Given the continuing uncertainty related to physical cinema spaces and large gatherings which will likely continue through the remainder of the calendar year due to the ongoing COVID-19 pandemic, the Fantasia International Film Festival decided to mount their 2020 edition as a cutting-edge virtual festival in August. From what we heard so far, the movie should be available on the Fantasia online platform from August 20 to September 2nd. All film screenings will be geo-blocked to Canadian audiences and only accessible from within the country, vastly expanding the number of viewers we can engage with outside of Quebec.
Tritone’s love of horror and mystery began at a young age. Growing up in the 80’s he got to see some of the greatest horror movies play out in the best of venues, the drive-in theater. That’s when his obsession with the genre really began—but it wasn’t just the movies, it was the games, the books, the comics, and the lore behind it all that really ignited his obsession. Tritone is a published author and continues to write and write about horror whenever possible.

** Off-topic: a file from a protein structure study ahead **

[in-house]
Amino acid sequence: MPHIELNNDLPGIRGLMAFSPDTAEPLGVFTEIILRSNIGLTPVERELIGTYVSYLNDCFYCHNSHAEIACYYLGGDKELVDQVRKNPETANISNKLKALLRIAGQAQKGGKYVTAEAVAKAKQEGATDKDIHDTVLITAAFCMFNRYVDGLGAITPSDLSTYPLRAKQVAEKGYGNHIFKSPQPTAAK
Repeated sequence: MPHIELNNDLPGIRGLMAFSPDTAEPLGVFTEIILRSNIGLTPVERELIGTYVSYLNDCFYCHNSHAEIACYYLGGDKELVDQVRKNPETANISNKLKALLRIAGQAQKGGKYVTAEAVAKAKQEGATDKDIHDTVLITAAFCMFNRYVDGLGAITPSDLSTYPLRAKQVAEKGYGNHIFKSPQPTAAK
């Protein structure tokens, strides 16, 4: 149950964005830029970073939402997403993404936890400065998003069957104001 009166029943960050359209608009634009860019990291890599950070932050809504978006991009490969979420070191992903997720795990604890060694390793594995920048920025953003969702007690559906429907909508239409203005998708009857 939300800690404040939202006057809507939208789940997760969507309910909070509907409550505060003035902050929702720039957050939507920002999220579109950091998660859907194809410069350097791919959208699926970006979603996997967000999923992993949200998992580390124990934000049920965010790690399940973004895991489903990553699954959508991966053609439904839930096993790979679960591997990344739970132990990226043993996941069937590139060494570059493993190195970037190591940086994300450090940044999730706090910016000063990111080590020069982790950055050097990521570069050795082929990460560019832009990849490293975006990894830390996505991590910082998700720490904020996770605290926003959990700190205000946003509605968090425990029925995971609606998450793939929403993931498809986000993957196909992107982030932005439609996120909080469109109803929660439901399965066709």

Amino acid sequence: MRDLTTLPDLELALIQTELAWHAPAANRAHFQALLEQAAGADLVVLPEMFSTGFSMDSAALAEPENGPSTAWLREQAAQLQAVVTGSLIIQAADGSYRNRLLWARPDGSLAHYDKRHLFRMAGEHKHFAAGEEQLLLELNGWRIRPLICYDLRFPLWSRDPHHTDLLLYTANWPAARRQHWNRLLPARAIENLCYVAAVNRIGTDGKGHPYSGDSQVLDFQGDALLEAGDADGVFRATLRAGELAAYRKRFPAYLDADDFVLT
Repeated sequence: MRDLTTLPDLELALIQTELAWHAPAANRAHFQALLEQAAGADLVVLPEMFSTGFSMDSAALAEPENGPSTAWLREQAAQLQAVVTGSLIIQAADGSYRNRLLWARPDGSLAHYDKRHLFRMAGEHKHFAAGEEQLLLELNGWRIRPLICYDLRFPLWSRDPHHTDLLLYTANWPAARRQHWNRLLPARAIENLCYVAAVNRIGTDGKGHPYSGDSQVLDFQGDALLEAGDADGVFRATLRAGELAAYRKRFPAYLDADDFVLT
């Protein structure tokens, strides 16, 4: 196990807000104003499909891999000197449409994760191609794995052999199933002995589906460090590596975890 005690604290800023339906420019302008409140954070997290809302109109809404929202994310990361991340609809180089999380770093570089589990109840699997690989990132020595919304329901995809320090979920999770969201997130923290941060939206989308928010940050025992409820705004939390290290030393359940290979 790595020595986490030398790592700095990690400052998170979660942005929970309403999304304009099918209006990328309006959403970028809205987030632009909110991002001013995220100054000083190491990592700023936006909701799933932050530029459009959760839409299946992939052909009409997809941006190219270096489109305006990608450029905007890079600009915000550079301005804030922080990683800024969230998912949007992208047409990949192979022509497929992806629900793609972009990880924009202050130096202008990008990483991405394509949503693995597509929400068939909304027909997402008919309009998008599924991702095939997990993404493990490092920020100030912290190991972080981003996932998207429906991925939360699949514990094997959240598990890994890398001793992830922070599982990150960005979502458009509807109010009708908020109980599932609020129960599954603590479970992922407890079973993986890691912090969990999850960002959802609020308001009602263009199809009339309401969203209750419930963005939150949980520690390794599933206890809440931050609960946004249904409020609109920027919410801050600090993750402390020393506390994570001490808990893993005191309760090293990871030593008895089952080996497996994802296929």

When I came across CreatorVC Studios’ In Search of Darkness (2019) and it’s sequel my mind instantly split itself into two warring factions. While one side revelled in the idea of two documentaries totalling around nine hours of in-depth exploration of 80s horror films, the other side focused more on the fact that it hadn’t hitherto sat through more than the ninety-or-so minutes of Blackfish (2013) or Jesus Camp (2006). To the latter side, this was an intimidating feat, though a pure love of the horror genre prevailed and to the joy and reconciliation of both sides I sat glued to the screen for the entire duration of both parts.